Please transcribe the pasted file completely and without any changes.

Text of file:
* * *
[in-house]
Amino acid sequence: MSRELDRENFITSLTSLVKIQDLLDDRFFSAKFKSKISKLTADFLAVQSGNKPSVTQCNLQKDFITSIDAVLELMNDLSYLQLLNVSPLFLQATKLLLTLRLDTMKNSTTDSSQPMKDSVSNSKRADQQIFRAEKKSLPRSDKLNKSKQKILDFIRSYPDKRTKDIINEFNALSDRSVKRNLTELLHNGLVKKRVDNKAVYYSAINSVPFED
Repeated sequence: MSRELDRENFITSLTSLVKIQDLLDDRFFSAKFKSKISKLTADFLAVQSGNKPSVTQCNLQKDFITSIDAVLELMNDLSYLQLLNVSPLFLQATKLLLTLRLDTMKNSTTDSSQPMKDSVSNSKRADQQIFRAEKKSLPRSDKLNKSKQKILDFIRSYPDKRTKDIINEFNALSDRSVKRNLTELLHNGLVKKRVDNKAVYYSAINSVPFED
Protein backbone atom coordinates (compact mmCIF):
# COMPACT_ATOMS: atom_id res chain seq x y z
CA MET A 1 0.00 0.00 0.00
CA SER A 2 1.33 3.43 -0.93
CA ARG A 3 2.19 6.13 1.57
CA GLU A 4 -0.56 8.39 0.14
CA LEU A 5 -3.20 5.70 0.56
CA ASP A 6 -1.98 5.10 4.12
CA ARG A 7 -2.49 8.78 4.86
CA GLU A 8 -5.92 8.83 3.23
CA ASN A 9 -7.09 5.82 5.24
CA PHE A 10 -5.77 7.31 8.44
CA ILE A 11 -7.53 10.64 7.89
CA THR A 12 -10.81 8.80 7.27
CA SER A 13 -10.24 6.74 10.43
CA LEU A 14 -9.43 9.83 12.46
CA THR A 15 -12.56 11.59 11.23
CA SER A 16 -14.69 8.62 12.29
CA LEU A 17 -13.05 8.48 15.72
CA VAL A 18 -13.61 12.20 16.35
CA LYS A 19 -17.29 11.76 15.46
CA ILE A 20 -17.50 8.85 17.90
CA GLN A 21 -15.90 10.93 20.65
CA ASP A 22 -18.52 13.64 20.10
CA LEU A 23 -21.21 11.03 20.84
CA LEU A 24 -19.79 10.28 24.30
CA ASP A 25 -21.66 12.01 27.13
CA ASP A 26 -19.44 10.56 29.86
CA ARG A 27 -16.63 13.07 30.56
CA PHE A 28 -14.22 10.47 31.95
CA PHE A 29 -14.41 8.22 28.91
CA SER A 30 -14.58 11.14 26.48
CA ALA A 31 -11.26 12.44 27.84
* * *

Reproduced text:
[in-house]
Amino acid sequence: MSRELDRENFITSLTSLVKIQDLLDDRFFSAKFKSKISKLTADFLAVQSGNKPSVTQCNLQKDFITSIDAVLELMNDLSYLQLLNVSPLFLQATKLLLTLRLDTMKNSTTDSSQPMKDSVSNSKRADQQIFRAEKKSLPRSDKLNKSKQKILDFIRSYPDKRTKDIINEFNALSDRSVKRNLTELLHNGLVKKRVDNKAVYYSAINSVPFED
Repeated sequence: MSRELDRENFITSLTSLVKIQDLLDDRFFSAKFKSKISKLTADFLAVQSGNKPSVTQCNLQKDFITSIDAVLELMNDLSYLQLLNVSPLFLQATKLLLTLRLDTMKNSTTDSSQPMKDSVSNSKRADQQIFRAEKKSLPRSDKLNKSKQKILDFIRSYPDKRTKDIINEFNALSDRSVKRNLTELLHNGLVKKRVDNKAVYYSAINSVPFED
Protein backbone atom coordinates (compact mmCIF):
# COMPACT_ATOMS: atom_id res chain seq x y z
CA MET A 1 0.00 0.00 0.00
CA SER A 2 1.33 3.43 -0.93
CA ARG A 3 2.19 6.13 1.57
CA GLU A 4 -0.56 8.39 0.14
CA LEU A 5 -3.20 5.70 0.56
CA ASP A 6 -1.98 5.10 4.12
CA ARG A 7 -2.49 8.78 4.86
CA GLU A 8 -5.92 8.83 3.23
CA ASN A 9 -7.09 5.82 5.24
CA PHE A 10 -5.77 7.31 8.44
CA ILE A 11 -7.53 10.64 7.89
CA THR A 12 -10.81 8.80 7.27
CA SER A 13 -10.24 6.74 10.43
CA LEU A 14 -9.43 9.83 12.46
CA THR A 15 -12.56 11.59 11.23
CA SER A 16 -14.69 8.62 12.29
CA LEU A 17 -13.05 8.48 15.72
CA VAL A 18 -13.61 12.20 16.35
CA LYS A 19 -17.29 11.76 15.46
CA ILE A 20 -17.50 8.85 17.90
CA GLN A 21 -15.90 10.93 20.65
CA ASP A 22 -18.52 13.64 20.10
CA LEU A 23 -21.21 11.03 20.84
CA LEU A 24 -19.79 10.28 24.30
CA ASP A 25 -21.66 12.01 27.13
CA ASP A 26 -19.44 10.56 29.86
CA ARG A 27 -16.63 13.07 30.56
CA PHE A 28 -14.22 10.47 31.95
CA PHE A 29 -14.41 8.22 28.91
CA SER A 30 -14.58 11.14 26.48
CA ALA A 31 -11.26 12.44 27.84